+ In I Corinthians 2: 7-8: we speak of the wisdom of God as a mystery, even a hidden wisdom, that God has ordained before the beginning of time.
+ In Romans 16: 25: the preaching of Jesus Christ reveals to us a mystery that has been obscure throughout time.
+ In Colossians 4: 3: in prayer God reveals to us the mystery of Christ.
+ In Colossians 1: 26-27: We pray to God that which has been obscure since the beginning of time - which is Christ in you - might become your hope.
What Paul is talking about is learning to discern the light in the darkness. Nouwen calls thisdiscovering how what is opaque can become transparent. It is a sacramental vision that sees and trusts the eagle in the egg, the presence of the Lord in the bread and wine, the grace and living image of God within each person. It is what Jesus embodied as the Word made Flesh and is at the core of a grassroots, vibrant ministry in the 21st century.
The practice of contemplative prayer reveals to us the true nature of things; it unmasks the illusion of control, the possessiveness of possessions and the pretense of the false self. For those who practice contemplative prayer, the world no longer is opaque or dark but has become new and transparent - the new earth shining with its inherent character. To live spiritually in the world is to unmask the illusion, dispel the darkness and walk in the light...The Spirit of God shows us (all) how to move continuously from opaqueness to transparency in three central relationships: our relationship with nature, with time and with people.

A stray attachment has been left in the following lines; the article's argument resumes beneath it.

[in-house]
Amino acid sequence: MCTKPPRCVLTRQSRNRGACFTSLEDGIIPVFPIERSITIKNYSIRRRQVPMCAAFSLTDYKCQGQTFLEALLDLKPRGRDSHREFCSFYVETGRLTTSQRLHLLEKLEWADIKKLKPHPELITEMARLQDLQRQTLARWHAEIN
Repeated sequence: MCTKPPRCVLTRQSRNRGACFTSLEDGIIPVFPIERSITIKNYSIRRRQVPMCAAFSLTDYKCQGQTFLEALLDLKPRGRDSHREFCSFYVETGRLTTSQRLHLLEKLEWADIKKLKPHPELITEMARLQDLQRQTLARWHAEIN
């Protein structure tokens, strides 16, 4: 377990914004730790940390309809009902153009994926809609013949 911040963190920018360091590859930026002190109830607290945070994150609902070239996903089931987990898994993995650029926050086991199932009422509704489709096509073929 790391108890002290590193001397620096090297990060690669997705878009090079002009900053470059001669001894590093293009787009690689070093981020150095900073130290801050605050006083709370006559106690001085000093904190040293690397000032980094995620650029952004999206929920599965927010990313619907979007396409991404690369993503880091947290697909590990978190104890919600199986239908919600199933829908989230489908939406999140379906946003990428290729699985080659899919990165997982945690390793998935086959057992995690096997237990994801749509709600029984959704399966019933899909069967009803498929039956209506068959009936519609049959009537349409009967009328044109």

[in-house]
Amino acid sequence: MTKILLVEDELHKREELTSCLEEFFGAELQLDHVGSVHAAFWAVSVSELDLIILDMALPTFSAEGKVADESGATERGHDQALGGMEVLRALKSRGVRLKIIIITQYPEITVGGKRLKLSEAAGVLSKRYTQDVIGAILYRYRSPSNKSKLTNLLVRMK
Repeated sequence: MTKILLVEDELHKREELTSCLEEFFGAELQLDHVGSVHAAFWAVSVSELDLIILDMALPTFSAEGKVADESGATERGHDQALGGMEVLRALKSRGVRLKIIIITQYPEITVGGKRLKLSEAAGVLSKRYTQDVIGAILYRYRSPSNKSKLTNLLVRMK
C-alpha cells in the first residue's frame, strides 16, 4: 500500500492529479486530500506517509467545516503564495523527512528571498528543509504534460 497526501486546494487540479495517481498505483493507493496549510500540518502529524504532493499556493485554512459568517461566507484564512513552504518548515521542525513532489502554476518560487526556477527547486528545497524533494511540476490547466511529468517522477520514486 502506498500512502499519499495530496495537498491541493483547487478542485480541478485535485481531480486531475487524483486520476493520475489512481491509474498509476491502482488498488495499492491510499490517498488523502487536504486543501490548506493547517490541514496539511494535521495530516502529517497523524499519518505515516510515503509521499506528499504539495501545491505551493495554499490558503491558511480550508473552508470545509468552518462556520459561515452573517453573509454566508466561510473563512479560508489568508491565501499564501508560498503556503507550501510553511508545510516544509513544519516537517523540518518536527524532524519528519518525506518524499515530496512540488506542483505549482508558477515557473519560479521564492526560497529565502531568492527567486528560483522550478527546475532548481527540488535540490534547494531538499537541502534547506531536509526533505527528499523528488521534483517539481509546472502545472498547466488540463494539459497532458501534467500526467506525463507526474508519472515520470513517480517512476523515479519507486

In another writing, Prayer Embraces the World, Nouwen puts it like this:
Prayer is leading every sorrow to the source of all healing; it is letting the warmth of Jesus' love melt the cold anger of resentment; it is opening a space where joy replaces sadness, mercy supplants bitterness, love displaces fear, gentleness and care overcome hatred and indifference. But most of all, prayer is the way to become and remain part of Jesus' mission to draw all people into the intimacy of God's love.
And in this, there is a NEW ministry and mission within and among us. It is NOT preserving a building or fumbling with a budget. It is not fortifying a burial society for those addicted to the past nor becoming a club of like minded souls in the present. Rather it is cultivating and sharing a heart for God - and living in ways that share God's heart with a hurting world - one person at a time. "in whom are hidden all the treasures of wisdom and knowledge." (Colossians 2:2)
Such is the essence of tenderness - God's mystery revealed in Jesus - and such could become our common call into ministry.
thanks to:+ Rebecca Maaia for the pictures @ https://www.facebook.com/Rebecca-Maaia-Photography-857189930985521/
+ Dianne De Mott